Mine was a Acer 486DX with I think 48MB of memery and the new blazeing double speed CDrom. Oh and don’t forget the best of the best 14.4 Modem.
My very first was a Commadore Vic 20. Not sure what the specs were, although I remember loading programs with a tape drive! Not even very sure what I used it for!
My first “proper” PC was a lowly 286, CPU speed of around 16Mhz with a 10Mb hard drive, no CDRom (was added later, though single speed), hardly any memory and a 5.25" floppy drive. Still it was a good starting block. No modem, it was before the big days of the internet.
My first computer was an IMSAI 8080.
I know it ended up with 64k of memory and I eventually added a floppy drive to it, but it started out with less and had a cassette player for external storage (much like my second computer, TRS80 Model 1)
I still have it (IMSAI) and my TRS-80 MIII, TRS-80 M4 and Victor 9000.
Mine was a Laser 386/16
max memory was 4 mb “soldered on the MB” so no updates
5 1/4 drive
40 mb hd…
300 baud external modem
first ISP’s was compuserve and Prodigy
Mine was a Sinclair Z80, Tape drive to load programs up to 1 kb. (Yes… 1 kb. it’s not a mistake).
TRS-80 I, with 4 kb if I remember correctly, and a Z-80 microprocessor. It wasn’t actually mine, it was the family’s. I still have it. And it still runs. It’s kind of funny, but years later at my first job programming computers, one of the fellows I worked with happened to be the person that wrote the sample programs for the first TRS-80 manual at the request of one of his teachers. I began learning to program on that thing.
I was in college when my dad bought me my first computer. A Franklin Ace. The Franklin Ace line were clones of the Apple ][+ that were nearly 100% compatible. In the end, Apple successfully sued them for patent infringement.
I remember how EXCITED I was over the HOT new hardware (first CLONE ever?)! It has been a few years ago, maybe 1982?
Speed: 1 MHz
Storage: Cassette Tape, 5.25" disk drive
I also had an Amiga when they was HOT for games! Thought I had died and gone to heaven with 512KRAM! LMAO!
I beleive both of these cost right around $1,000 in the day!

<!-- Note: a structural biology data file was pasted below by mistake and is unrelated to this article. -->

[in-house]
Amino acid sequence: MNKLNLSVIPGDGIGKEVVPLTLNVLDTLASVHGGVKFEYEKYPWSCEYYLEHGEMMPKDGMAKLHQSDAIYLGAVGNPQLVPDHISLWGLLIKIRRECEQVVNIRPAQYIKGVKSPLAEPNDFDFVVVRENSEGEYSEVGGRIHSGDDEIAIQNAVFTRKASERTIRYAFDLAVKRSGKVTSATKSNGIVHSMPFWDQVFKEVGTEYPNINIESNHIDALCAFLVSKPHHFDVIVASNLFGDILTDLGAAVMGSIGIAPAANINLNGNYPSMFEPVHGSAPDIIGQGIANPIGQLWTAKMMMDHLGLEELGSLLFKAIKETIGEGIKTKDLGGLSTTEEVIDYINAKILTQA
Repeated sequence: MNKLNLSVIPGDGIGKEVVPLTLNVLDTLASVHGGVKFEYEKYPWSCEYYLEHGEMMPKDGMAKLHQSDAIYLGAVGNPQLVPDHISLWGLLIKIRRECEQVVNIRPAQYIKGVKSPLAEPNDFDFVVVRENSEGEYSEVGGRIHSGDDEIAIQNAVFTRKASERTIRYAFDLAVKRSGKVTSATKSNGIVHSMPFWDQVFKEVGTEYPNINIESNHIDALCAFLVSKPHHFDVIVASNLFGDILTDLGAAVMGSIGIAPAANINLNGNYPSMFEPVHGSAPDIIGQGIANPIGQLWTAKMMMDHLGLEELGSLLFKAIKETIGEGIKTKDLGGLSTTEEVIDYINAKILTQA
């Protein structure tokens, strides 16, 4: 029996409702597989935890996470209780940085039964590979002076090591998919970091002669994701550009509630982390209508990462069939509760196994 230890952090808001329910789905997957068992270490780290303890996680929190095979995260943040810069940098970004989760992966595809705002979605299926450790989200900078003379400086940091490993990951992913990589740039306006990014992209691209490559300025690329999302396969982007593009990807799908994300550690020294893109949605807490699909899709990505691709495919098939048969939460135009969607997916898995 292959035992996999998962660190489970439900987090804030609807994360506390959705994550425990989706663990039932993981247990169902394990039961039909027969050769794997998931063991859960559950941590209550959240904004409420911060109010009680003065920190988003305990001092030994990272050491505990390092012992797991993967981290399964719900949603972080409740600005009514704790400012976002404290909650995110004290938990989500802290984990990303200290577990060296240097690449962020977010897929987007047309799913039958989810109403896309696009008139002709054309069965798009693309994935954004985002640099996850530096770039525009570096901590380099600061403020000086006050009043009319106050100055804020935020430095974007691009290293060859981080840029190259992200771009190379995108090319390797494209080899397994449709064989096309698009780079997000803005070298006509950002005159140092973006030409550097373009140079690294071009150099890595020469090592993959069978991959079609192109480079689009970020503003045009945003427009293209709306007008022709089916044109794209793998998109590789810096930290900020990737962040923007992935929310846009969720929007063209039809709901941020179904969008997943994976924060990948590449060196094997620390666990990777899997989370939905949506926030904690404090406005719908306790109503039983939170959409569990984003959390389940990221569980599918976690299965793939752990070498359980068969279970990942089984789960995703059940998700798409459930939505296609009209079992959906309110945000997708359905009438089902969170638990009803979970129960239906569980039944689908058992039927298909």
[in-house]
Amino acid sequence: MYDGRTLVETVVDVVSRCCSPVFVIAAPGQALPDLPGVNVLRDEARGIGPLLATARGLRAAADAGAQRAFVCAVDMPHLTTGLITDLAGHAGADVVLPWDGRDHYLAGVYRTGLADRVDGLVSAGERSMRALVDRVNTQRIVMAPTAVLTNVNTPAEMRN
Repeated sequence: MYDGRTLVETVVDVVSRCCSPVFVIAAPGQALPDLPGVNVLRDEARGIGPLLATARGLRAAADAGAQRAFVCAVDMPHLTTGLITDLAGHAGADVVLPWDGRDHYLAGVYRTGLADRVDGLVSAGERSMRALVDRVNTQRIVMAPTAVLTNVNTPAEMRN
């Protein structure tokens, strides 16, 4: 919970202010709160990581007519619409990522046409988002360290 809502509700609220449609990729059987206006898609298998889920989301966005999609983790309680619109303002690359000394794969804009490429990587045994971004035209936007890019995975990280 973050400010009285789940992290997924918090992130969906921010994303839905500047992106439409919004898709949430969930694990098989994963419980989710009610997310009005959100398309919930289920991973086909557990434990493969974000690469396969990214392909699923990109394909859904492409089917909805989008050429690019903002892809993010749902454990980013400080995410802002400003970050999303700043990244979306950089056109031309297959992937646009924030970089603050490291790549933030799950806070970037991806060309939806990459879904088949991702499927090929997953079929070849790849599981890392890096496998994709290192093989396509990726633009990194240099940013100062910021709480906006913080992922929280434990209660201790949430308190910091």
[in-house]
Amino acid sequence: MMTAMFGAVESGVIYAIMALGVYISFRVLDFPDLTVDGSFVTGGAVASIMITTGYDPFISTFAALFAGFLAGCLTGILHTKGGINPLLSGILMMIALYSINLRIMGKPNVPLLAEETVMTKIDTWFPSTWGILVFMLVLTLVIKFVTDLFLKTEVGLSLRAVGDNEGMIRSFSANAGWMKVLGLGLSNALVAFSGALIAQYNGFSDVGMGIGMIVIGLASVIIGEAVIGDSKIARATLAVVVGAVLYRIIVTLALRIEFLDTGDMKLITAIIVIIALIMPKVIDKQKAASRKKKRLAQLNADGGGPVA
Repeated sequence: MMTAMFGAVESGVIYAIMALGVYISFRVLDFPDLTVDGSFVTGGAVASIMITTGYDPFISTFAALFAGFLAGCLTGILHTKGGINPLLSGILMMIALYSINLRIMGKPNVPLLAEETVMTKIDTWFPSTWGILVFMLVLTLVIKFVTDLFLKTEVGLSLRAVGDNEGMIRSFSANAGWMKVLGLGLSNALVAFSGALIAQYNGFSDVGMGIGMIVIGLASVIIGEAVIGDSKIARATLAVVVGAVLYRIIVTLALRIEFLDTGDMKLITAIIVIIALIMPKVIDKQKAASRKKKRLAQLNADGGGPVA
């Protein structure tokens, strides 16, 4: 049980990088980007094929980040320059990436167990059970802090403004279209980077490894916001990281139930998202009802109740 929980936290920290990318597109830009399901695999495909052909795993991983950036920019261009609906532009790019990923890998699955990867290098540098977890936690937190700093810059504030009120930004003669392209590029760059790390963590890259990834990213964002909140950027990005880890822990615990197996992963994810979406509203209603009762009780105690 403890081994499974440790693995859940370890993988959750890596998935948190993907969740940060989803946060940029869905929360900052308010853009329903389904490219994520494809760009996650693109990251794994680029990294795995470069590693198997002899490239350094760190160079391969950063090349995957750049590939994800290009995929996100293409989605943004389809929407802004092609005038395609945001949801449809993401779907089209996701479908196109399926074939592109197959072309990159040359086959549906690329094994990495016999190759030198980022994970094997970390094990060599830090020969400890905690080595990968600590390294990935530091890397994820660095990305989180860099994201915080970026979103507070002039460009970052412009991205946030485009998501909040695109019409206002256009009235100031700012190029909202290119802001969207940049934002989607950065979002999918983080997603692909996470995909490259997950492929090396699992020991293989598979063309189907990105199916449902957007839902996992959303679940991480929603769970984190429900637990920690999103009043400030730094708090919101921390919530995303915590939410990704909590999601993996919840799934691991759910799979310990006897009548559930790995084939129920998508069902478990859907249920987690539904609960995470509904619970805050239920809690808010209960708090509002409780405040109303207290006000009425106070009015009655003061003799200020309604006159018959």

First one I owned was a Nascom single board Z80 kit.
So you made your first computer??? Wow. That is cool.
Vic 20 with tape drive. I think it had 8K of memory.
Our first PC was a Sinclair Spectrum, we moved on to an Amiga 500 which was my son’s. The first one which was really mine was an Amiga 4000 which I kept until I moved to a PC only about 8-9 years ago. The Amiga was vastly superior to the PC but it lacked the software I needed. Having said all that I worked with computers from 1966 when I started work, these commercial machines had 8Kb of memory, and that was knitted together with fine copper wires round small ferrite doughnut shaped cores!
Kevin probably did too, the IMSAI8080 was available as a kit.
I wasn’t going to mention that stuff, but the first project I worked on in my first job was building a large room filling computer - from individual transistors, diodes etc. on thousands of little plug in cards, all connected with thousands of miles of wrapped wire connections. I threaded a few of those piddley little cores too…
The first computer I used was an OPUS II. It had an Intel 4004 (first ever microprocessor CPU) with 256 bytes of RAM (yes bytes). Input was via toggle switches with binary LED output. If you toggled in some bootstrap code you could use a hex keypad to input values and send the output to two 7-segment LED displays. Of course that used up some of the RAM for the keyboard decoding and output encoding, but you got used to really efficient coding techniques. We eventually upgraded it to a whole 1k of RAM. This wasn’t my computer though…it belonged to a friend who’s dad taught computing for the Open University and this machine was one of the training computers.